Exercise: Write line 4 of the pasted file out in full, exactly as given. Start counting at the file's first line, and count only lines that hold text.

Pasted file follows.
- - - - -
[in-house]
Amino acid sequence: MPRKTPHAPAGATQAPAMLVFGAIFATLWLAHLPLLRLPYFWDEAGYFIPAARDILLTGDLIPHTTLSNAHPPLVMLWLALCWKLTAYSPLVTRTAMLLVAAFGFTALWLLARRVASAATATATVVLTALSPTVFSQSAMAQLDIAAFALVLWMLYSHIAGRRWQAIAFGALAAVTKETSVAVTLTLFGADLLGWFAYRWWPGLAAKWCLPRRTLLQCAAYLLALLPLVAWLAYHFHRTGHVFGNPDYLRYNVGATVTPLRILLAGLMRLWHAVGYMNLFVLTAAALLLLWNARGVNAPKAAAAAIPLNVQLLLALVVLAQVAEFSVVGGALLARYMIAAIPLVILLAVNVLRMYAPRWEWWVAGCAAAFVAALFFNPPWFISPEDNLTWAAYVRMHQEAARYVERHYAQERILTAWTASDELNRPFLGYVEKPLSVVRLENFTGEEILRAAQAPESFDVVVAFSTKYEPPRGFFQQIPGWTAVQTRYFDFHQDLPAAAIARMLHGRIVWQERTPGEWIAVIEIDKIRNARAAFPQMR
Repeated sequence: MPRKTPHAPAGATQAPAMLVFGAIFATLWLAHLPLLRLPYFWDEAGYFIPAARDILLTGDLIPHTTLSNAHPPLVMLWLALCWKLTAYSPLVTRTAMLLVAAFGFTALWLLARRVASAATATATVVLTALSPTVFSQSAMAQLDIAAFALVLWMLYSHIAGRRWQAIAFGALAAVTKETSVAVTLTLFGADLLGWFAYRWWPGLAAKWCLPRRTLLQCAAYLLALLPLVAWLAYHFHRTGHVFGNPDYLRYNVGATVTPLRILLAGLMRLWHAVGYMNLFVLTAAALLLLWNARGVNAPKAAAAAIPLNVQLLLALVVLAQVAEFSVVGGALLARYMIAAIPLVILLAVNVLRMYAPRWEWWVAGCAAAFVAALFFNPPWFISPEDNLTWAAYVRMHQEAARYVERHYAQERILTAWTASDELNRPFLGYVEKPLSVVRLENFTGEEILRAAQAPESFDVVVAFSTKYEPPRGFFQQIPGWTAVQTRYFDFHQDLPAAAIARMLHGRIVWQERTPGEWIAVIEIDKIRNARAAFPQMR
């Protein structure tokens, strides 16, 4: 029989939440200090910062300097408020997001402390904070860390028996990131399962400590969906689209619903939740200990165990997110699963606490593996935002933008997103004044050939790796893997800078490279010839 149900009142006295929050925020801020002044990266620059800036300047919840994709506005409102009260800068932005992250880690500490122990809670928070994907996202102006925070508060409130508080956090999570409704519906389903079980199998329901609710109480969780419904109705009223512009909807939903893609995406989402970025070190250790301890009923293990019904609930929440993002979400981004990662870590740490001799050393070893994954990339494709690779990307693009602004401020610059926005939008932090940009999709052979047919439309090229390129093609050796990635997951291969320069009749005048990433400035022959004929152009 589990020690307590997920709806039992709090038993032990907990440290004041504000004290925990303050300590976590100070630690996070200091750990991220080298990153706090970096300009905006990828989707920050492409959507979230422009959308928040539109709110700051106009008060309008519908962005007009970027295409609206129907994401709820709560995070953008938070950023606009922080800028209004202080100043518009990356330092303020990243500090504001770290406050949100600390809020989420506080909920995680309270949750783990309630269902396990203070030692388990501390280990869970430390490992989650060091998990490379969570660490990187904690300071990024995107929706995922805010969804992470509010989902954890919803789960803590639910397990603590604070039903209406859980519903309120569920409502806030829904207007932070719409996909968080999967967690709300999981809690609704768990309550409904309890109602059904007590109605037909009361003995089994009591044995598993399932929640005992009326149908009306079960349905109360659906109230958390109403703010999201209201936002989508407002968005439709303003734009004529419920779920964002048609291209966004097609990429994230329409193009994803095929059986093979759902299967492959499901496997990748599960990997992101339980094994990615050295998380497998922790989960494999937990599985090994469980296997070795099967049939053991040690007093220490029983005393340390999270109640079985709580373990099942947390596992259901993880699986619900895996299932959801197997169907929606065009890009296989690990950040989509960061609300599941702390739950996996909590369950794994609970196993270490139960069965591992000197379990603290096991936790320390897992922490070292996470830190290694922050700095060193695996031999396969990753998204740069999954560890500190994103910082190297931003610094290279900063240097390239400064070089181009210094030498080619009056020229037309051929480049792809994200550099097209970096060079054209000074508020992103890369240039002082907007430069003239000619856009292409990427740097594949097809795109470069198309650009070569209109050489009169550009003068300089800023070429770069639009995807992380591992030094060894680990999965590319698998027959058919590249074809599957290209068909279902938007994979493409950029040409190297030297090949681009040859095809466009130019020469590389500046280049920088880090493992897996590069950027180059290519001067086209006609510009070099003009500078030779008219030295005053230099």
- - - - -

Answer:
């Protein structure tokens, strides 16, 4: 029989939440200090910062300097408020997001402390904070860390028996990131399962400590969906689209619903939740200990165990997110699963606490593996935002933008997103004044050939790796893997800078490279010839 149900009142006295929050925020801020002044990266620059800036300047919840994709506005409102009260800068932005992250880690500490122990809670928070994907996202102006925070508060409130508080956090999570409704519906389903079980199998329901609710109480969780419904109705009223512009909807939903893609995406989402970025070190250790301890009923293990019904609930929440993002979400981004990662870590740490001799050393070893994954990339494709690779990307693009602004401020610059926005939008932090940009999709052979047919439309090229390129093609050796990635997951291969320069009749005048990433400035022959004929152009 589990020690307590997920709806039992709090038993032990907990440290004041504000004290925990303050300590976590100070630690996070200091750990991220080298990153706090970096300009905006990828989707920050492409959507979230422009959308928040539109709110700051106009008060309008519908962005007009970027295409609206129907994401709820709560995070953008938070950023606009922080800028209004202080100043518009990356330092303020990243500090504001770290406050949100600390809020989420506080909920995680309270949750783990309630269902396990203070030692388990501390280990869970430390490992989650060091998990490379969570660490990187904690300071990024995107929706995922805010969804992470509010989902954890919803789960803590639910397990603590604070039903209406859980519903309120569920409502806030829904207007932070719409996909968080999967967690709300999981809690609704768990309550409904309890109602059904007590109605037909009361003995089994009591044995598993399932929640005992009326149908009306079960349905109360659906109230958390109403703010999201209201936002989508407002968005439709303003734009004529419920779920964002048609291209966004097609990429994230329409193009994803095929059986093979759902299967492959499901496997990748599960990997992101339980094994990615050295998380497998922790989960494999937990599985090994469980296997070795099967049939053991040690007093220490029983005393340390999270109640079985709580373990099942947390596992259901993880699986619900895996299932959801197997169907929606065009890009296989690990950040989509960061609300599941702390739950996996909590369950794994609970196993270490139960069965591992000197379990603290096991936790320390897992922490070292996470830190290694922050700095060193695996031999396969990753998204740069999954560890500190994103910082190297931003610094290279900063240097390239400064070089181009210094030498080619009056020229037309051929480049792809994200550099097209970096060079054209000074508020992103890369240039002082907007430069003239000619856009292409990427740097594949097809795109470069198309650009070569209109050489009169550009003068300089800023070429770069639009995807992380591992030094060894680990999965590319698998027959058919590249074809599957290209068909279902938007994979493409950029040409190297030297090949681009040859095809466009130019020469590389500046280049920088880090493992897996590069950027180059290519001067086209006609510009070099003009500078030779008219030295005053230099």